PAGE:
"You're always a bit nervous when you do something like that in the Dáil because of the strict rules, but also I wasn't sure how it would go down. I wanted to do it with sensitivity" she said.

"I've been amazed at the response, a massive reaction.

"Normally you get some abuse, but the reaction has been incredibly positive.

"People are sickened by this type of society, sexism, racism or whatever is used to divide people and people are anxious to change that.

"It's reflective of the last five years in Ireland. It's been building, changing attitudes towards the position of women in society, particularly among young people.

"The idea that this could happen in 2018, that what you wear somehow justifies any kind of sexual violence, it's backward."

A popular social media campaign was sparked by the fall-out from the case with women from Ireland and abroad posting pictures of their underwear with the hashtag #Thisisnotconsent.

A victory for hope over fear, says re-elected president

President Michael D Higgins and his family celebrate his re-election.

President Michael D Higgins and his family celebrate his re-election.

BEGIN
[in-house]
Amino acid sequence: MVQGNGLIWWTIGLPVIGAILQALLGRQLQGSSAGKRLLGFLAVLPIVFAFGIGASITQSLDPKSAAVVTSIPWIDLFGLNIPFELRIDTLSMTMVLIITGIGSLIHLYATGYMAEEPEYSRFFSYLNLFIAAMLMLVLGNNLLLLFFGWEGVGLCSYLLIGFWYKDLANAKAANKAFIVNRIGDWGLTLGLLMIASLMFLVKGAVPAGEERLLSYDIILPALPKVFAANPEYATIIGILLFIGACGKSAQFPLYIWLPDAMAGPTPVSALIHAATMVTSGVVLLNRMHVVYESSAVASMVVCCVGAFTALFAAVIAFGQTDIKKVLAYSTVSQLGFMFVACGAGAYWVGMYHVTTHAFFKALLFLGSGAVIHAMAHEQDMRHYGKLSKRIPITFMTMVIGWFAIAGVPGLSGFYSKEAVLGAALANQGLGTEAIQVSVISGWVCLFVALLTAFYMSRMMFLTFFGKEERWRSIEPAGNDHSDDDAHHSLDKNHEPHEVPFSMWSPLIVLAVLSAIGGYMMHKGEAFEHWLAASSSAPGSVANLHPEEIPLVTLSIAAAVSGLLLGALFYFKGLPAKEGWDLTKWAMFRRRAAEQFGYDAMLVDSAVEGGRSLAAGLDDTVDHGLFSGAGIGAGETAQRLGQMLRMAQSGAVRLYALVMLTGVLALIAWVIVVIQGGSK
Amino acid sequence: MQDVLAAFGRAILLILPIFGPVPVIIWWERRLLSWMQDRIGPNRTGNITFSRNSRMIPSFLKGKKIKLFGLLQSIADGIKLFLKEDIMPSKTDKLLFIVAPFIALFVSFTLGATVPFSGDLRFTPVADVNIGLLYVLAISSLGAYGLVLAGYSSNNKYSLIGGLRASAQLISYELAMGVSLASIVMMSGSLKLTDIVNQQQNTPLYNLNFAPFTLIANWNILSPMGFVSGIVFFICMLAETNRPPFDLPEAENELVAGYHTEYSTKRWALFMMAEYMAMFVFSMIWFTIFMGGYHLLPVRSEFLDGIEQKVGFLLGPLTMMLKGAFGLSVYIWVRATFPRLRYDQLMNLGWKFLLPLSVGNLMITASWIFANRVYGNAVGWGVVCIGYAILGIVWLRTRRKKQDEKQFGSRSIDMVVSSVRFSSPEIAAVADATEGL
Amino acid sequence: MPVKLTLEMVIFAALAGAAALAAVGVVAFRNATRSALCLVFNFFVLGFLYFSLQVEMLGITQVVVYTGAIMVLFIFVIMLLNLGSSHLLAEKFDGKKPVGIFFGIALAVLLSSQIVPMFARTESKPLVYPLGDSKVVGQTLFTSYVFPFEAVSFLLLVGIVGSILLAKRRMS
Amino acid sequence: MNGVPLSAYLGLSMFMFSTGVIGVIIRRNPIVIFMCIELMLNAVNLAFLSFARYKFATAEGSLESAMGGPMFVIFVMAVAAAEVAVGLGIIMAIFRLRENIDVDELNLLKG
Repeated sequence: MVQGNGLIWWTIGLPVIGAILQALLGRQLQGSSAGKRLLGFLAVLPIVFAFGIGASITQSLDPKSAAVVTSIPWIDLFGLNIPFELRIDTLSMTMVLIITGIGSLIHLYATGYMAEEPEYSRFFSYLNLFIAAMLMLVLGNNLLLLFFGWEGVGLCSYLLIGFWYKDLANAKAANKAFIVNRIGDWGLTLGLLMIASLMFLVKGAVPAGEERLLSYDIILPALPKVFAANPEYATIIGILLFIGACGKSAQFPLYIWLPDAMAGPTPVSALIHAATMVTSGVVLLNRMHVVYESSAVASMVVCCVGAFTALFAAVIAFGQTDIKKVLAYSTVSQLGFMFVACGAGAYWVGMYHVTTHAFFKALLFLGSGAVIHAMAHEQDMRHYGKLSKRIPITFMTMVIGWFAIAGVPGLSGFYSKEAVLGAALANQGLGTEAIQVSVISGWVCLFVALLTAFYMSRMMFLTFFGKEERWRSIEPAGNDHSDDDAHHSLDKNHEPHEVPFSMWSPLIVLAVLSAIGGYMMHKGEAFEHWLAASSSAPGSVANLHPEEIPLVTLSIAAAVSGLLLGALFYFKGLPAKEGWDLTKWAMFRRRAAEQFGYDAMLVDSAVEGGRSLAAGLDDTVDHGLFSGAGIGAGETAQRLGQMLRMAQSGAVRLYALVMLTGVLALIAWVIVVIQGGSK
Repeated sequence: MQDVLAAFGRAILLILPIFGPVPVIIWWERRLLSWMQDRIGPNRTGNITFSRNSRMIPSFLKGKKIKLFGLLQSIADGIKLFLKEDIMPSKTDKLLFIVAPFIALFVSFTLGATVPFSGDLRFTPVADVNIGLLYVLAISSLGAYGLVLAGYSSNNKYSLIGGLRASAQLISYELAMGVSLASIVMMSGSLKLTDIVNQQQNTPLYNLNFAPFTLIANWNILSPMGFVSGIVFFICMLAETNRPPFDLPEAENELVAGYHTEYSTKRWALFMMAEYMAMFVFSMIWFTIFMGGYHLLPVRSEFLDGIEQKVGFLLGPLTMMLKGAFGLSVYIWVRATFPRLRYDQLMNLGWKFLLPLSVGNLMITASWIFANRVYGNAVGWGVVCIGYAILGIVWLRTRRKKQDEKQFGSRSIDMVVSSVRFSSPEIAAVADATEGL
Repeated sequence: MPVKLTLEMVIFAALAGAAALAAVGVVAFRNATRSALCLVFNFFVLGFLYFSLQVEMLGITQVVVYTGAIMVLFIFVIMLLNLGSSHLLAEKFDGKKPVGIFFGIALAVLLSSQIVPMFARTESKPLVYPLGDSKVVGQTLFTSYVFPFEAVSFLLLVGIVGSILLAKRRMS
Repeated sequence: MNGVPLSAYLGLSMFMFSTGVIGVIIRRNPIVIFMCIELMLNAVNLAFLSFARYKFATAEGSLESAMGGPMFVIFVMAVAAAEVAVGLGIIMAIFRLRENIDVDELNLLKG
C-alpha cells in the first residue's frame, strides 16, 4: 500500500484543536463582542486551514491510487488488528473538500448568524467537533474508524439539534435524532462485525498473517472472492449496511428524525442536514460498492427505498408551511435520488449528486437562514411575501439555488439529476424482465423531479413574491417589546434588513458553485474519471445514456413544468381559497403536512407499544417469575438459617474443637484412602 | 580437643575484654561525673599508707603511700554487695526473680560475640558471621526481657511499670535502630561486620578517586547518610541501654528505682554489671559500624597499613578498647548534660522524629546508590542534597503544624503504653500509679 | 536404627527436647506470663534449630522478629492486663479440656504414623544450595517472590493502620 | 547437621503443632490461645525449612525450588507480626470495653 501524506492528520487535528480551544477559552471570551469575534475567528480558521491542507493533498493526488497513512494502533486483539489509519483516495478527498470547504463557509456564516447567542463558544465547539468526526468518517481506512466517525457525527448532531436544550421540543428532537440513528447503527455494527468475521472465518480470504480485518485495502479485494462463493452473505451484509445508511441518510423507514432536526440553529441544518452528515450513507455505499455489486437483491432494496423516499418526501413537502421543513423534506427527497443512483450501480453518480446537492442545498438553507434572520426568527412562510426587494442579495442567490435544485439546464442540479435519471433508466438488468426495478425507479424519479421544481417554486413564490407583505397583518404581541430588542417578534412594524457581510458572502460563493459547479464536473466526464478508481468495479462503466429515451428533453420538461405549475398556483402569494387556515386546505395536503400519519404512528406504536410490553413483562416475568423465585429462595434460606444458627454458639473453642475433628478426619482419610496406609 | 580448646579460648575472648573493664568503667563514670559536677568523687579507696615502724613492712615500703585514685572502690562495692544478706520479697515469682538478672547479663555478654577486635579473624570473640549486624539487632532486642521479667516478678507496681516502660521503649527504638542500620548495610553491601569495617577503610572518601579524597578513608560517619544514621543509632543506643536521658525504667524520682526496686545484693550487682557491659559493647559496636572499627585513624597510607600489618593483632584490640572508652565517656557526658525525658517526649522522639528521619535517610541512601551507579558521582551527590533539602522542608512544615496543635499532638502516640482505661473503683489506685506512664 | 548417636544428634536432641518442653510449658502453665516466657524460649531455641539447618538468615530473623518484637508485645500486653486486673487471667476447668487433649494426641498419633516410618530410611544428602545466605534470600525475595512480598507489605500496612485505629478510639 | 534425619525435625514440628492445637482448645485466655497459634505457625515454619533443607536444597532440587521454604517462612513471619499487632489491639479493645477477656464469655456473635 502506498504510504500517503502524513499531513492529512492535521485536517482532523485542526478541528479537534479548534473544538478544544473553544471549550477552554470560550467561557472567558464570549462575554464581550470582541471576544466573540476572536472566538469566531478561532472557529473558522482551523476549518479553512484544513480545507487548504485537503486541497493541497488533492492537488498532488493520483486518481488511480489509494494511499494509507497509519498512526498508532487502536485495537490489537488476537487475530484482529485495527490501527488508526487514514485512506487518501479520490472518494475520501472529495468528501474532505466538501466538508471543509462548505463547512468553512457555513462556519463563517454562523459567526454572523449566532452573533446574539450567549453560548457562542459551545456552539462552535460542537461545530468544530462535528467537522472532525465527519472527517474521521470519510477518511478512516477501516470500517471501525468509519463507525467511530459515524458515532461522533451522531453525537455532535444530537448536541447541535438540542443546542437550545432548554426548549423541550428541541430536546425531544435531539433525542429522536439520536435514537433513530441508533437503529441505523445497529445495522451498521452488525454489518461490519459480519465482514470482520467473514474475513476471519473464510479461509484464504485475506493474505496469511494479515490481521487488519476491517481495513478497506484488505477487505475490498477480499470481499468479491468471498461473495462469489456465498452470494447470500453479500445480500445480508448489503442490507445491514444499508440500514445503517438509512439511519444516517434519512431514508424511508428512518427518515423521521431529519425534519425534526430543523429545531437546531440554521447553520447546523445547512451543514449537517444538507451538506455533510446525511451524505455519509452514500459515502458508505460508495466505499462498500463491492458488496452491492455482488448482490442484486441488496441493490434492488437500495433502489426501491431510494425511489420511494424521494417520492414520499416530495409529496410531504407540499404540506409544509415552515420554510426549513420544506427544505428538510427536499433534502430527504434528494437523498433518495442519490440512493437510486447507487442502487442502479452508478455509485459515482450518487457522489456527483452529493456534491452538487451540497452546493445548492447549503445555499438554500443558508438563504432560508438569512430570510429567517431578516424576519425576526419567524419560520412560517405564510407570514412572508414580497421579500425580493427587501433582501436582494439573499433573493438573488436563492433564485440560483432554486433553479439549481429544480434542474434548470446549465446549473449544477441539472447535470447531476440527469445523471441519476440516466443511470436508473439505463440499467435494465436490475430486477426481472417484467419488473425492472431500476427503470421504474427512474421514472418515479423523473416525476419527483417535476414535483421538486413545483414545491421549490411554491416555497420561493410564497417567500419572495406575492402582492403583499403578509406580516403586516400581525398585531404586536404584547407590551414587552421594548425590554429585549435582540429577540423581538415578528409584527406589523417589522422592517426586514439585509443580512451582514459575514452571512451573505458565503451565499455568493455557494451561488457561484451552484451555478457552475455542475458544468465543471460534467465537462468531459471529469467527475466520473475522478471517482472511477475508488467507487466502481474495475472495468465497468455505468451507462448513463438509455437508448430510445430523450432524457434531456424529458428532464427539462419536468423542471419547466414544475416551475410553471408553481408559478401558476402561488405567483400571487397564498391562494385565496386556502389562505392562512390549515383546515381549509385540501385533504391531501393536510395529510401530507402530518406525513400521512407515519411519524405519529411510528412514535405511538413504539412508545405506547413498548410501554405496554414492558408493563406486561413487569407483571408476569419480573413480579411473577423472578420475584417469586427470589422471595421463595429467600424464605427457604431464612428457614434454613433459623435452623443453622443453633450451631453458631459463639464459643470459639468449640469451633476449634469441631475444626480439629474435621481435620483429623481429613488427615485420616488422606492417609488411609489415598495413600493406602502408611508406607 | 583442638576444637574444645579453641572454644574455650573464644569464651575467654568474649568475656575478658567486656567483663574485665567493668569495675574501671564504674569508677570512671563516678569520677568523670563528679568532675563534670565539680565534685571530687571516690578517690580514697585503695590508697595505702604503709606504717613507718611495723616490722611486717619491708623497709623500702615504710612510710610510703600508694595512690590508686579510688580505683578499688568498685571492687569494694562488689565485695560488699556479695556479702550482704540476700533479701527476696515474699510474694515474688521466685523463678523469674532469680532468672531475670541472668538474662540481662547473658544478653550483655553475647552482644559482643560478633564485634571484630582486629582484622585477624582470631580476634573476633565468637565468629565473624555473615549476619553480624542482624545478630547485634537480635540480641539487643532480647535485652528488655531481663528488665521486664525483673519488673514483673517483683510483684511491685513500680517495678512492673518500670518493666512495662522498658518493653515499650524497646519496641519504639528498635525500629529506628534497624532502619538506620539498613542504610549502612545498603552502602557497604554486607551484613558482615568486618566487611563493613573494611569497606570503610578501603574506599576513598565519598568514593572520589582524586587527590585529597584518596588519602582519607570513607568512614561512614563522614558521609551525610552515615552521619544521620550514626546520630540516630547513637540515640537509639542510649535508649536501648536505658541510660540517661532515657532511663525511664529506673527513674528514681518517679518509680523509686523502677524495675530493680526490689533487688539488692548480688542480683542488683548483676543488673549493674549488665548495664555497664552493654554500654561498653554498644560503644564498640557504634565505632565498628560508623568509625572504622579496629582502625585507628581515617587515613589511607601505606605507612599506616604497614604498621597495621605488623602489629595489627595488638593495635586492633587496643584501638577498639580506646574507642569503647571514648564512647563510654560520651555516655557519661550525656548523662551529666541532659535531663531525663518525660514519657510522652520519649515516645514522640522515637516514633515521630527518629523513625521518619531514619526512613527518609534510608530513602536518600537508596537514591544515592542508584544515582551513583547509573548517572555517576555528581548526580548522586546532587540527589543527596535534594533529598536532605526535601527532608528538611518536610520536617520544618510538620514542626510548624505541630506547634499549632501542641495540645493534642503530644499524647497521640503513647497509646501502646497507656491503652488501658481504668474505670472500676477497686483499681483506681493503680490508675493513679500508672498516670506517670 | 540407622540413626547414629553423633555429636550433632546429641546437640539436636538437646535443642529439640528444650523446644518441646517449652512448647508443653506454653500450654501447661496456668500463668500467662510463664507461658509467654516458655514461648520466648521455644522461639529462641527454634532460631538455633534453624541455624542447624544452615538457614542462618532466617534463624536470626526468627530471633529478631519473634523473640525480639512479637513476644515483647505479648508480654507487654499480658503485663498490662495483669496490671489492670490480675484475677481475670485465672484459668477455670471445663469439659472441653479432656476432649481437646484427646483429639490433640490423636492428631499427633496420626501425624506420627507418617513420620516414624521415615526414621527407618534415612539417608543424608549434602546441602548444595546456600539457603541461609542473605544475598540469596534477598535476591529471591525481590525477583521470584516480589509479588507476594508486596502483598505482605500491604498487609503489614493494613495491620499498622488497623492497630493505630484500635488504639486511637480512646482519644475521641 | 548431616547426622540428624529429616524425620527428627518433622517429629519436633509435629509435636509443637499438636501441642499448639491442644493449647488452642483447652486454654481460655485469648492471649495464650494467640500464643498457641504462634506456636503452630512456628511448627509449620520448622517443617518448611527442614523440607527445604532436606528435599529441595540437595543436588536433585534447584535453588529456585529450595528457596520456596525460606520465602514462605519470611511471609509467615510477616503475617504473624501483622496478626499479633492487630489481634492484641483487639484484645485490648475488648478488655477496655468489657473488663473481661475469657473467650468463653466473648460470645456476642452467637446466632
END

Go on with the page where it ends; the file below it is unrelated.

Michael D Higgins has welcomed his re-election as president of Ireland as a vote for hope over fear.

The 77-year-old poet, professor and campaigner secured his second term in office with a landslide margin of more than 55% of the vote.

Speaking in Dublin Castle after he was re-elected, Mr Higgins said: "The people have made a choice as to which version of Irishness they want reflected at home and abroad.

"It is the making of hope they wish to share rather than the experience of any exploitation of division or fear."

He said his version of Ireland is one which draws on traditional genius and contemporary creativity.

"The presidency belongs not only to any one person but to the people of Ireland.

"I will be a president for all the people, for those who voted for me and those who did not.